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A case history of tunnelling through difficult ground

A case history of tunnelling through difficult ground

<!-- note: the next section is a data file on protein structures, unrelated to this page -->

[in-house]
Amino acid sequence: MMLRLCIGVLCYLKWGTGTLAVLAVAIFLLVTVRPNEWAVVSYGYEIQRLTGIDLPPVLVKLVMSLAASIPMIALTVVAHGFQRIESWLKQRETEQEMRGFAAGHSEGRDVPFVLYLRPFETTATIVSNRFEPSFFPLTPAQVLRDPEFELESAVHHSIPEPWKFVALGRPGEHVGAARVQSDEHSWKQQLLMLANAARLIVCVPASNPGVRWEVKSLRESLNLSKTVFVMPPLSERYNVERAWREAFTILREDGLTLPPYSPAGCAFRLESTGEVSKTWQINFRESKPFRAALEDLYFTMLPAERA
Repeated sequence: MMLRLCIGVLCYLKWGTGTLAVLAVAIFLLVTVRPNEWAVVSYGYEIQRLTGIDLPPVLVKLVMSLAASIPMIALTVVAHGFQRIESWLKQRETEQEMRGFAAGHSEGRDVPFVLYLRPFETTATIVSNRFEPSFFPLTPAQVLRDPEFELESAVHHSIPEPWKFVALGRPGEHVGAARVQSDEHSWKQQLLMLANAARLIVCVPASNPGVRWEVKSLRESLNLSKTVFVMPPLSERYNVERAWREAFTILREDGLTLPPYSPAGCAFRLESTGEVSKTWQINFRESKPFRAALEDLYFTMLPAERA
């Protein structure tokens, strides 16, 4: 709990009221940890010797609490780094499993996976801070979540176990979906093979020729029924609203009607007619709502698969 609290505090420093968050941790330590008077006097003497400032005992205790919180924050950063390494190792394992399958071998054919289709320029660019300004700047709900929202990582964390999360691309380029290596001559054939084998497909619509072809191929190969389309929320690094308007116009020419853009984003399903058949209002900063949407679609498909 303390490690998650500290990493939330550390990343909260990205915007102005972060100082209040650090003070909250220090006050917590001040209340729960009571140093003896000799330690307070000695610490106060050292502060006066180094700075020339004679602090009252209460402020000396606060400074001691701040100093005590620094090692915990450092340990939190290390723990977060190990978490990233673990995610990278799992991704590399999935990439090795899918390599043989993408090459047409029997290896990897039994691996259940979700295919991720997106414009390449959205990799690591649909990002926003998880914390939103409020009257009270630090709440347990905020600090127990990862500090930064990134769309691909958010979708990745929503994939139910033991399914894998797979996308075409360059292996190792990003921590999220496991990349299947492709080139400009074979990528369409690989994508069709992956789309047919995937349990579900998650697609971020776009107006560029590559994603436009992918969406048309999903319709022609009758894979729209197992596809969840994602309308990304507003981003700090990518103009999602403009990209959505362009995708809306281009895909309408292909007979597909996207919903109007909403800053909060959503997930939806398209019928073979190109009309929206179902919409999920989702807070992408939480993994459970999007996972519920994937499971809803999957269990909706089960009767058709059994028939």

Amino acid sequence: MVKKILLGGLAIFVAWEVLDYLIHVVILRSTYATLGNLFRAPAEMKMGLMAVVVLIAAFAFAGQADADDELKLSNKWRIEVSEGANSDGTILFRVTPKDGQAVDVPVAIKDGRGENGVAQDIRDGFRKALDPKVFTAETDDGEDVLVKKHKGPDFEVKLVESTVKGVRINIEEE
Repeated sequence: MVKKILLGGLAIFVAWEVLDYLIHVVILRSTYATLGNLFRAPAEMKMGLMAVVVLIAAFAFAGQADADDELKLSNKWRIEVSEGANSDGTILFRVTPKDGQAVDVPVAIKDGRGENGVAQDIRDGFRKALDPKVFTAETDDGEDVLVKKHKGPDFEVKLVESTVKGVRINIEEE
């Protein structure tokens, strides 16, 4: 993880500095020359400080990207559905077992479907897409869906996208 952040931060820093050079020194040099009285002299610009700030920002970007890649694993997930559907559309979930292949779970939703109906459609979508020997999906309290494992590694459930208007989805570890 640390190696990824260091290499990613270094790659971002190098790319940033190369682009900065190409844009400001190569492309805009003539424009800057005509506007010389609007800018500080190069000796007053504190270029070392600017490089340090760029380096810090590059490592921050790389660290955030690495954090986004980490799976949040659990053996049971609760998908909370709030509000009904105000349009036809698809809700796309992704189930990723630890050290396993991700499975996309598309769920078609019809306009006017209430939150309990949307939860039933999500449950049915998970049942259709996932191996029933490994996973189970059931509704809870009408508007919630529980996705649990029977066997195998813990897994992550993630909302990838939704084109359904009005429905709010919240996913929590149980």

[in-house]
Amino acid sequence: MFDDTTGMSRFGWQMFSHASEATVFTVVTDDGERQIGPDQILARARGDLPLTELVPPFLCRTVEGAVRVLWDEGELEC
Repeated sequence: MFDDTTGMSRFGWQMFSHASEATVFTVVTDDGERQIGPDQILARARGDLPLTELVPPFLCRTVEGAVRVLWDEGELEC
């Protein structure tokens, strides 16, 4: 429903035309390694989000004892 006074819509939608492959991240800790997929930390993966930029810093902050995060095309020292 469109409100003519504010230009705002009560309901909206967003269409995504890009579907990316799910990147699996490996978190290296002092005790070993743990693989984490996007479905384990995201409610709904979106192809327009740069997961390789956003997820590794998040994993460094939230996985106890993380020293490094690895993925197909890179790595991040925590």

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  A Case History of Tunnelling Through Difficult Ground   R. K. Goel 1 , Anil Swarup 1 Central Mining Research Institute Regional Centre, CBRI Campus, Roorkee, India ABSTRACT dhampur!Katra section is the "irst leg o" dhampur!Srinagar!Baramulla Rail #ink pro$ect. %his section is &'km long and in(ol(es construction o" ) tunnels. %he *.11 km long +!shaped %unnel o. 1, discussed in the paper, has e-ca(ation width o" aout /.'m and height appro-imatel0 .&m. %he  primar0 supports, generall0, are steel ris with (ar0ing spacing depending upon the rock t0pe.%he main rock t0pes encountered along the tunnel alignment were sandstones, cla0 stones, silt stones and o(erurden comprising o" oulders2peles in sand02silt0 matri-. +ue to presence o" swelling minerals and weak rock "ormation with high rock co(er 3up to *1*m4, the tunnelling has e-perienced oth swelling and s5uee6ing ground conditions and the steel ri supports ha(e uckled "rom the sides. 7loor hea(ing has also een oser(ed "re5uentl0. %unnel instrumentation was carried out to stud0 the rock and support eha(iour. Simultaneousl0, the rock mass classi"ication approach was also used to stud0 the degree o" s5uee6ing and "or estimating the support pressure and design o" supports. A "le-ile s0stem o" support was adopted with success. 1. INTRODCTION dhampur!Katra section is the "irst leg o" prestigious and challenging dhampur!Srinagar!Baramulla Rail #ink pro$ect co(ering a total length o" &).8 km in the hill0 terrain o" 9ammu : Kashmir state o" India. %he pro$ect en(isages construction o" a new single line road gauge railwa0 with ma-imum speed potential o" 188km2hr with ruling gradient limited to 1 in 188.%he dhampur!Katra section is &'km long and it in(ol(es construction o" ) tunnels, aggregating to total length o" 18 km. ;ut o" ) tunnels, & are more than & km long (i6. %unnel o. 1 3*.11 km4 and %unnel o. * 3&.' km4. %he %unnel o. 1 has een e-ca(ated through $ointed and sheared cla0stone and silt stone. %he tunnelling has e-perienced oth the swelling and s5uee6ing prolems. At some locations, ecause o" high pressures, the steel ri supports ha(e de"ormed and "loor hea(ing has also een oser(ed.Central Mining Research Institute 3CMRI4 Regional Centre, Roorkee had carried out instrumentation to e(aluate and design the supports in %unnel o. 1. %he results o" tunnel monitoring together with the support design are presented as "ollows. !. SA"I#NT $#ATR#S O$ TH# TNN#" %he %unnel o. 1 has the "ollowing "eatures<Shape<+!Shape=-ca(ated >idth</.'m=-ca(ated (ertical legs<App. '.8mGradient o" tunnel<1 in 188 1  #ength o" tunnel<*118mSupports<+oule ri in weak rocks? ;uter ri IS@B 1'8  '88mm c2c 2 )'8mmc2c : inner ri IS@B 1'8 1888 c2c? Arch support resting on wall eam o" IS@B &882IS@B 1'8? #aggings o" RCC slas? ack"ill  0 M18 concrete : "illing etween ris 0 M!&8 concrete.%he ground pro"ile ao(e the tunnel is shown in 7ig. 1, which gi(es an idea o" ma-imum o(erurden o" aout *1* m around Chainage 3Ch.4 *&'8m in the tunnel. 7igure 1. #ongitudinal Section o" %unnel 1 "rom Ch. &18 to '*&8 3;tained 7rom ro$ect4%he tunnel construction was started "rom the two ends, called the dhampur endD and the Katra endD. %he e-ca(ation work was carried out 0 con(entional drill and last using heading and enching method. %. TH# G#O"OG& %he tunnels in dhampur!Katra section "all in Shiwalik Group and leistocene to recent deposits. %he tunnels tra(ersed through unconsolidated or poorl0 consolidated sediments with rocks o" upper2middle2lower Shiwalik and Murree "ormations. %he main rock t0pes encountered along the tunnel alignment eing thickl0 edded, moderatel0 so"t, sparsel0 $ointed sandstones, sheared cla0 stones and silt stones. At places the tunnel also pass through unconsolidated o(erurden material consisting o" oulders, coles and peles at oth ends coupled with high water tale. %he region is in the (icinit0 o" a ma$or structural "eature, i.e. Murree %hrust. %hus, geologicall0 a considerale length o" the tunnel passed through e-tremel0 poor tunnelling media.%he cla0 mineral anal0sis carried out 0 CMRI at Institute Instrumentation Centre, II% Roorkee shows that the cla0stone o" %unnel 1 has montmorillonite, kaolinite and illite minerals. %hese cla0 minerals ha(e swelling characteristics. '. GROND CONDITIONS AND S((ORT (R#SSR#S %he cla0 stone has een classi"ied using the E!s0stem o" Barton et al. 31F)4. Eualitati(el0 the cla0stone is descried as sheared and highl0 $ointed with three $oint sets and random $oints? $oints are closel0 spaced and the walls o" $oints are slickensided, undulating and smooth? altered $oint walls ha(ing coating o" gouge material. %he rock at the time o" e-ca(ation is generall0 dr0 ut with passage o" time ecomes moist. 7or practical purposes, silt stone can also e grouped in the same class o" cla0 stone. Accordingl0, the rating o" (arious parameters o" E!s0stem and (alue o" E "or cla0 stones is worked out 3%ale 14. %he (alue o" rock mass numer  3de"ined as the stress "ree E, i.e. E with SR7 H 14 has also een gi(en in %ale 1. &  %ale 1. Rock mass 5ualit0 E and rock mass numer  "or cla0 stoneRock %0peRE+9n9r9a9wSR7ECla0stone18!1'1&1.'!& 18.*1&'!8./&' 38.4'!188.8*1&!8.1&' 38.8/&4  - log average value4.1 Estimation of ground conditions %he in"ormation on the ground condition is re5uired "or selection o" e-ca(ation method and designing the support   s0stem "or underground openings.  on!s5uee6ing and s5uee6ing ground conditions ha(e een predicted 0 using "ollowing e5uation  proposed 0 Goel et al. 31FF'4 wherein e""ect o" tunnel si6e has also een considered<@ H 3&)'  8.** 4 B !8.1 metres314>here @ is tunnel depth or o(erurden in metres,  is rock mass numer 3stress "ree E, i.e E with SR7 H14, and B is tunnel span or diameter in metres.=5uation 1 implies that "or a s5uee6ing ground condition to occur, @ J 3&)'. 8.** 4B !8.1 metres and "or a non!s5uee6ing ground condition, @ K 3&)'  8.** 4 B !8.1  metres. 7or rock mass numer  H 8. and e-ca(ated tunnel span B H /.'m, "rom =5. 1 the minimum depth "or s5uee6ing to occur is 1)8m. Accordingl0, the tunnel depths "or (arious degree o" s5uee6ing are shown in %ale &. %ale &. rediction o" degree o" s5uee6ing using  3Goel et al., 1FF'4S.  o.+egree o" S5uee6ingCorrelations "or redicting +egree o" S5uee6ingCritical %unnel depth @ "or  H8. and B H /.'m1.Mild s5uee6ing3u a 2a H1!*L4&)' 8.** .B !8.1 K@K'8 8.** .B !8.1 and 9 r   29 a  K8.'1)8 K @ K&818m 0 Singh et al.&.Moderate s5uee6ing3u a 2a H*!'L4'8 8.** .B !8.1 K@K /*8 8.** .B !8.1 and 9 r   29 a  K8.'&8 K @ K *F'*.@igh s5uee6ing3u a 2a J 'L4@J/*8 8.** .B !8.1 and 9 r   29 a  K8.&'*F' K @  Notation: N = Rock mass number (Q wit !R"=1#$ % = &unnel widt in metres$ ' = &unnel det in metres$ u a  = radial tunnel deformation) a = tunnel radius in metres) *  r   = %arton+s ,oint rougness number  *  a  = %arton+s ,oint alteration number  %he ma-imum tunnel depth is *1*m at Ch. *&'8m 37ig. 14 and there"ore the moderate s5uee6ing ground condition was anticpated 3%ale &4. Assuming the same rock mass numer  (alues all along the tunnel and using 7ig. 1 "or the estimation o" tunnel depth, degree o" s5uee6ing along the tunnel has  een estimated as "ollows< •  ild !/uee0ing (&unnel et 142 to 32m#- Ch. &)18 to &F/'m? **18 to *8m : */'8 to &'m 3%otal length 1&88m4 •  oderate !/u. (&unnel et 32 to 567m#- Ch. &F/' to **18m : *8 to */'8m 3%otal length '1'm4   It ma0 e noted here that the ao(e estimation has almost matched with the actual site oser(ations. *  4.3 Estimation of roof su((ort (ressure %he correlation o" Goel et al. 31FF'4 has een used to estimate the support pressures in s5uee6ing ground condition. %he estimated support pressure "or (arious tunnel depths are shown in %ale *.%ale *. =stimated support pressure (aluesS.o.%unnel +epth, mSupport Bressure, MBa11'88.1*'&&888.'*1*&'88./)'*888.&%he ao(e support pressure (alues 3%ale *4 are otained a"ter taking into consideration the correction "actor "or tunnel closure as suggested 0 Goel et al. 31FF'4 a"ter allowing the tunnel to de"orm to appro-imatel0  per cent o" its si6e. In case the supports are not "le-ile, the support pressure (alues shall e higher than what has een shown in %ale *. ;n the asis o" ao(e empirical approach, the steel ri support o" ma-imum capacit0 8. MBa with loose muck ack"ill which can allow 1'!&8 cm 3*! L o" tunnel si6e4 o" controlled radial rock de"ormation has een suggested to use as primar0 support. Idea ehind this was that the loose ack"ill will asor the rock de"ormations and shall reduce the load on the steel ris. Accordingl0, the steel ri supports with loose muck ack"ill ha(e een installed in the tunnel and the support eha(iour has een monitored 0 installing the load cells and the closure points. Suse5uentl0, on the asis o" monitoring results, the support design has een recommended. ). *ONITORING O$ ROC+ AND S((ORT B#HA,IOR  +e(elopment o" rock load on steel ris and ri de"ormation were monitored. %he load cells and the closure points "or measuring de"ormation are installed as shown in 7ig. &. 7igure * shows the position o" "ace and ench at the time o" installation o" instruments on +ecemer 1*, &88*.7igure &. Section showing position o" load cells and the closure studs, Ch. */8 : */1m, dhampur =nd7igure *. #!section showing position o" instrumented section with heading and  enching "aces, dhampur =nd   %he data o" the two load cells installed at Ch. *G/1m is plotted against time and shown in 7ig. G. %he ri de"ormation2closure at Ch. *G/1m and the "ace : ench ad(ance is also shown in 7ig. G. %he trend o" load and de"ormation in oth the ris was almost same. %here"ore onl0 the "igure o" load and de"ormation at Ch. *G/1 are shown. =-ca(ation work o" "ace and ench was continuousl0 going on a"ter installation o" instruments. 7igure G shows that there is almost no de(elopment o" load up to &8 da0s. %he "ace ad(ance e""ect was not shown 0 the load cells "or &8 da0s. %his is proal0 ecause the wall eam has also mo(ed under the in"luence o" ench e-ca(ation and thus the wall eam could not pro(ide the desirale reaction. @ence, the stailit0 o" wall eam must e ensured in heading and enching method o" tunnelling.%he de(elopment o" load started a"ter &8 da0s. Initiall0 the rate o" load de(elopment was high ut with time it has reduced. A"ter aout 1G8 da0s o" oser(ations, the rate o" load de(elopment has almost staili6ed 37ig. G4. %he load shown 0 the le"t and right load cells is around '% and )8% respecti(el0. Considering the inner span o" steel ri as '.'8m and ri spacing as 1.8m, the support  pressure works out "rom the load is etween &.* to &.' kg2cm &  38.&* to 8.&'Ma47igure G also shows the plot etween time a"ter +ecemer 1*, &88* and the de"ormation or closure. Initiall0 the de"ormations were insigni"icant, ut a"ter 18 da0s it increases and continues to increase graduall0 till the last oser(ation 37ig. G4. %he ma-imum de"ormation is aout &'cm in aout 1'8 da0s, which is aout G.'L o" tunnel si6e 3inner tunnel width '.'m4. %he increase in load and de"ormation is remains continued e(en when the "ace was aout F8m awa0 "rom the instrumented section, i.e. aout 1'+. Load Observations (Electrical) in T1 (Udhampur) at Chainage 3461m -40-20020406080100120140160180020406080100120140160 Time in No. of Days after December 13, 2003 Left Load Cell, Tonnesi!"t Load Cell, Tonnes#eadin!, m$enc"in!, mClos%re, cm 7igure G. %ime (s. load, closure, "ace ad(ance and ench ad(ance, Ch. *G/1, dhampur =nd%he monitoring o" re(ised support s0stem shows that the supports are working satis"actoril0. Accordingl0, the "ollowing "le-ile support s0stem has een recommended. -. TH# $"#IB"# S((ORT S&ST#* %he primar0 "le-ile support s0stem comprises o" &8cm thick muck ack"ill etween the ri o" IS@B 1'8 and the e-ca(ated rock peripher0 to allow controlled rock de"ormation. In case o" (er0 small much pieces, it was suggested that some other compressile material shall e "illed so that 1'!&8cm total de"ormation can e asored. %he support monitoring has also een recommended to start immediatel0 at "re5uent inter(als along the tunnel length. '